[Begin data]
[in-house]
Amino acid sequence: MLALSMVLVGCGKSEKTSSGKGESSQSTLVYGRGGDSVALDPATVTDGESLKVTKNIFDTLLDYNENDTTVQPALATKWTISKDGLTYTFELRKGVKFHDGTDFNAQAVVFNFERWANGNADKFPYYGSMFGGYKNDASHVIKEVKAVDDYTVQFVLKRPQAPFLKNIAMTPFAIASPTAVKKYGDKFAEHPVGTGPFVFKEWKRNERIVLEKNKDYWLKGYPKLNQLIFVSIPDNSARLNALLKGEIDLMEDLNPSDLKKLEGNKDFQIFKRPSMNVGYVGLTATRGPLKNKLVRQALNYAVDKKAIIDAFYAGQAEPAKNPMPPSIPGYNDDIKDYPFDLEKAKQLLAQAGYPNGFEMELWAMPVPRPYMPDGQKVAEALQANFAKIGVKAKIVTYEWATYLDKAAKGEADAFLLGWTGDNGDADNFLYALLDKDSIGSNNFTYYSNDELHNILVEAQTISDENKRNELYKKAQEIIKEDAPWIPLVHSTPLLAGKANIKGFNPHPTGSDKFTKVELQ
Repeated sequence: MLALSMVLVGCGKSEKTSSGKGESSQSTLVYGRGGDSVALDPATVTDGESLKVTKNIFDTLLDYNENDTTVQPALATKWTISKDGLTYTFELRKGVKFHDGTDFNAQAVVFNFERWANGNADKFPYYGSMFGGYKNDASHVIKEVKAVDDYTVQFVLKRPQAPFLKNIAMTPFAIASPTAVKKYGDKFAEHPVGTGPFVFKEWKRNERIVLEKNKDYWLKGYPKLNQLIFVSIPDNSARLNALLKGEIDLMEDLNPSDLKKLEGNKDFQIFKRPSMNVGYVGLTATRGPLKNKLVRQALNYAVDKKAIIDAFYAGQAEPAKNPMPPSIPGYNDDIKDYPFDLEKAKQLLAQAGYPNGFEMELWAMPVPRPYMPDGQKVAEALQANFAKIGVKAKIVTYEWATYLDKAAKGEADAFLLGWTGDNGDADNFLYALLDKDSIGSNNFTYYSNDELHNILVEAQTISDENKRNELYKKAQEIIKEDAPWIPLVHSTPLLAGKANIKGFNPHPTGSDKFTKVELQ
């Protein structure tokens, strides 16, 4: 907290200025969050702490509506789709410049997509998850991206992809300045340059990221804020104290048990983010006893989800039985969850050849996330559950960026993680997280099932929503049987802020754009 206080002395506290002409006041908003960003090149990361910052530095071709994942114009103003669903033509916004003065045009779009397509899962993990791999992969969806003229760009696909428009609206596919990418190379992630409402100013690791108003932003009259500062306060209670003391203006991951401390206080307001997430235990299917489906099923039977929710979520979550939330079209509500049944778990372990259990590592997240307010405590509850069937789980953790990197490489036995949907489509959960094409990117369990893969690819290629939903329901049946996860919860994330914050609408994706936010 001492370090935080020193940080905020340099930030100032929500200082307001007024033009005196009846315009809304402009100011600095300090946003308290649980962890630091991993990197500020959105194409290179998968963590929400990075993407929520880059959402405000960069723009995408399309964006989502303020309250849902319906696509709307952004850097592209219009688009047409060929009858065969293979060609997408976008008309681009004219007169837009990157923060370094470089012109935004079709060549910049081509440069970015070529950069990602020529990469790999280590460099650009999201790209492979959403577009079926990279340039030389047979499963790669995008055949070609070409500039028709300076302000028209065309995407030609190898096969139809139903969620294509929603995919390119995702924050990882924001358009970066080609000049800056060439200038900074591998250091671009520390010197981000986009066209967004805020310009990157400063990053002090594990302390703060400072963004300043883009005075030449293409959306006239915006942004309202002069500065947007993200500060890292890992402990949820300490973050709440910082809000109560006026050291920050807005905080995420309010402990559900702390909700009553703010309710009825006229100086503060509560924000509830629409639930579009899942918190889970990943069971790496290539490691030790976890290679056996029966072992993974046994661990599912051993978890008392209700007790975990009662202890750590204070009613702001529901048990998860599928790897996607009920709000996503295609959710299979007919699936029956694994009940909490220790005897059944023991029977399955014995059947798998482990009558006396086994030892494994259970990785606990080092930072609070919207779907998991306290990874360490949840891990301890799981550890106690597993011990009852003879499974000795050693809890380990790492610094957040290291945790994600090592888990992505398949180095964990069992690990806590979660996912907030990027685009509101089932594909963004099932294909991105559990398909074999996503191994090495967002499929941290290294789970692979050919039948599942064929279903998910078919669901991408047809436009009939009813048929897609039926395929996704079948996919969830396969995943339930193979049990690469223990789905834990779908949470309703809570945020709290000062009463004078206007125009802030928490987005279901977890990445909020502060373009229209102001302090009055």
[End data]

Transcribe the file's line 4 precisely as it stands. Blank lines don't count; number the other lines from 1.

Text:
């Protein structure tokens, strides 16, 4: 907290200025969050702490509506789709410049997509998850991206992809300045340059990221804020104290048990983010006893989800039985969850050849996330559950960026993680997280099932929503049987802020754009 206080002395506290002409006041908003960003090149990361910052530095071709994942114009103003669903033509916004003065045009779009397509899962993990791999992969969806003229760009696909428009609206596919990418190379992630409402100013690791108003932003009259500062306060209670003391203006991951401390206080307001997430235990299917489906099923039977929710979520979550939330079209509500049944778990372990259990590592997240307010405590509850069937789980953790990197490489036995949907489509959960094409990117369990893969690819290629939903329901049946996860919860994330914050609408994706936010 001492370090935080020193940080905020340099930030100032929500200082307001007024033009005196009846315009809304402009100011600095300090946003308290649980962890630091991993990197500020959105194409290179998968963590929400990075993407929520880059959402405000960069723009995408399309964006989502303020309250849902319906696509709307952004850097592209219009688009047409060929009858065969293979060609997408976008008309681009004219007169837009990157923060370094470089012109935004079709060549910049081509440069970015070529950069990602020529990469790999280590460099650009999201790209492979959403577009079926990279340039030389047979499963790669995008055949070609070409500039028709300076302000028209065309995407030609190898096969139809139903969620294509929603995919390119995702924050990882924001358009970066080609000049800056060439200038900074591998250091671009520390010197981000986009066209967004805020310009990157400063990053002090594990302390703060400072963004300043883009005075030449293409959306006239915006942004309202002069500065947007993200500060890292890992402990949820300490973050709440910082809000109560006026050291920050807005905080995420309010402990559900702390909700009553703010309710009825006229100086503060509560924000509830629409639930579009899942918190889970990943069971790496290539490691030790976890290679056996029966072992993974046994661990599912051993978890008392209700007790975990009662202890750590204070009613702001529901048990998860599928790897996607009920709000996503295609959710299979007919699936029956694994009940909490220790005897059944023991029977399955014995059947798998482990009558006396086994030892494994259970990785606990080092930072609070919207779907998991306290990874360490949840891990301890799981550890106690597993011990009852003879499974000795050693809890380990790492610094957040290291945790994600090592888990992505398949180095964990069992690990806590979660996912907030990027685009509101089932594909963004099932294909991105559990398909074999996503191994090495967002499929941290290294789970692979050919039948599942064929279903998910078919669901991408047809436009009939009813048929897609039926395929996704079948996919969830396969995943339930193979049990690469223990789905834990779908949470309703809570945020709290000062009463004078206007125009802030928490987005279901977890990445909020502060373009229209102001302090009055």